Live by Night Movie Review MovieSpoon.com

A few sparks maybe?

Things get messy and people die, but so what? There’s a casual and dead nature to all of this in which Joe seems to breezily roll with the punches. But shouldn’t he display some more expression when he falls in love, grows weak for Figgs’ daughter of a drug abuser turned Christian (Elle Fanning) or delivers a sloppy statement about civil rights? I only saw two moments when Affleck didn’t go soft on the role: When he witnesses a woman he loves being gunned down and when he is violently kicked in the genitals.

Live by Night is a movie that doesn’t have time to examine anything as it quickly skips ahead to the next plot point. The relationship between Affleck and Saldana doesn’t have much chemistry, jumping quickly from brief glance to business deal to dancing to sex without much emotional progression. The dialogue is watered down to its most basic of exposition and character where it almost appears as though the actors are not feeling up to the task of such a script.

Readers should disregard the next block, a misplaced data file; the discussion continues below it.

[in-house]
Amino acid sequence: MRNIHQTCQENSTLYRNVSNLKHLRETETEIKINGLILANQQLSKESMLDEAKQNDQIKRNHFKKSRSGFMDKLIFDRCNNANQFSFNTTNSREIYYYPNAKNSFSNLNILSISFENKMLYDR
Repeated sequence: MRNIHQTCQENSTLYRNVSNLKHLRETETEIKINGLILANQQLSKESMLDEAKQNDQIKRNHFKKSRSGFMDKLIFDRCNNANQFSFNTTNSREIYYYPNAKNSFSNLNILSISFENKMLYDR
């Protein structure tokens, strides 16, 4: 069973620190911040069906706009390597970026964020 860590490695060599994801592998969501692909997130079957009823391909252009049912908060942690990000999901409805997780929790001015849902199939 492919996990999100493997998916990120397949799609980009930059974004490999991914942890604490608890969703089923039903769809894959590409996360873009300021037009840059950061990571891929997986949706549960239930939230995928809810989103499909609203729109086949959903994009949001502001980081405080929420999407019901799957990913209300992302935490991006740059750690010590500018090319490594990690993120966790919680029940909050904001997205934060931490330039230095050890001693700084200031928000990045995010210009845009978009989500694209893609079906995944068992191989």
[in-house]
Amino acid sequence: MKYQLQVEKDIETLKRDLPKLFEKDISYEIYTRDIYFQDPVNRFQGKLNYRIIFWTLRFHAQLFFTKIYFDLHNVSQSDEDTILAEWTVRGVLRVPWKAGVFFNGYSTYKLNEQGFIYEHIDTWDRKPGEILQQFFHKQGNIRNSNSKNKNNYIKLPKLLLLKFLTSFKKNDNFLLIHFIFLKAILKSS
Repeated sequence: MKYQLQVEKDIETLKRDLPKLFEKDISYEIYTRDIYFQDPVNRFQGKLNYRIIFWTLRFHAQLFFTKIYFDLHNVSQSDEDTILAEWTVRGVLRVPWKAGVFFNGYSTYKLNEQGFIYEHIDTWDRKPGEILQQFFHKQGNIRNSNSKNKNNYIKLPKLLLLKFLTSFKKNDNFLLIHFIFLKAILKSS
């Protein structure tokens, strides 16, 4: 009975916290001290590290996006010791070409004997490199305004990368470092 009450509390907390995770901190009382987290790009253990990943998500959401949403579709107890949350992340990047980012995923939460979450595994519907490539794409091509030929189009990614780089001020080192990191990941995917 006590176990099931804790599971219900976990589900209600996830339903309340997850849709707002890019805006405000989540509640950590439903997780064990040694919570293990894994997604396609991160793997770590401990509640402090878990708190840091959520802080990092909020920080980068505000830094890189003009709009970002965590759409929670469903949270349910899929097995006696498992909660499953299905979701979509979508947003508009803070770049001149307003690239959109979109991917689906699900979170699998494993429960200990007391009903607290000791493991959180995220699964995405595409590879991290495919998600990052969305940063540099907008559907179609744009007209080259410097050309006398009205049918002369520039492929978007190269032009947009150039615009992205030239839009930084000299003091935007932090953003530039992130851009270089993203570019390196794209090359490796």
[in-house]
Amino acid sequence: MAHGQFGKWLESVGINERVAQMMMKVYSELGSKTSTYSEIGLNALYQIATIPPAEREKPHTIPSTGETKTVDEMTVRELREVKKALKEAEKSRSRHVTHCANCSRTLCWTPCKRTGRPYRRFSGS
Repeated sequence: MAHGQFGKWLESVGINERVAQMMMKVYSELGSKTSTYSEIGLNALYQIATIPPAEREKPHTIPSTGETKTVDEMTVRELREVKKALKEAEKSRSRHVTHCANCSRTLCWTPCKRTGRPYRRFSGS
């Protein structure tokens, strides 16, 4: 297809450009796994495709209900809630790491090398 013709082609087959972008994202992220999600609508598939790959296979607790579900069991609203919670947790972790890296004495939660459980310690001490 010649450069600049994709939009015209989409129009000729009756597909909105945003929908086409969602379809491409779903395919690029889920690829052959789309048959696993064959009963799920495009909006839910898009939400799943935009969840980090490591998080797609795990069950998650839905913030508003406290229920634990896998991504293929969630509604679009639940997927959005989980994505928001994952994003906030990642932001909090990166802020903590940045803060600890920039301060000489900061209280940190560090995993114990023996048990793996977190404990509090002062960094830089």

Related: It’s La La Land’s Weekend at Golden Globes, Star Wars at Box Office

Brendon Gleason as Joe’s father appears as though he’s half asleep, slurring his lines and never displaying the bitter anger his character has towards his son. It’s almost as if he’s trying to outshine Affleck in displaying how little an actor cares about the role they’re given. There’s no point in being invested in most of these characters as the majority of them suffer brutal deaths, die off-screen or are just forgotten about.

Read more to get the rest of the movie review for Live by Night and watch the trailer:

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“Crazy Rich Asians” is a Crazy Good Time

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For those seeking a romantic comedy that’s a classic romp of colorful characters and a compelling story, Crazy Rich Asians should have big neon signs directing towards its spectacle. There’s an irresistible bounciness, a sugary-sweet charm, and a story with real meat past simple cultural antics of meeting the parents. So many beautiful notes are played with a breezy melody and meaningful awareness that it’s one of the most joyous experiences I’ve had at the theater this summer. I can’t remember the last time I said that about a romantic comedy.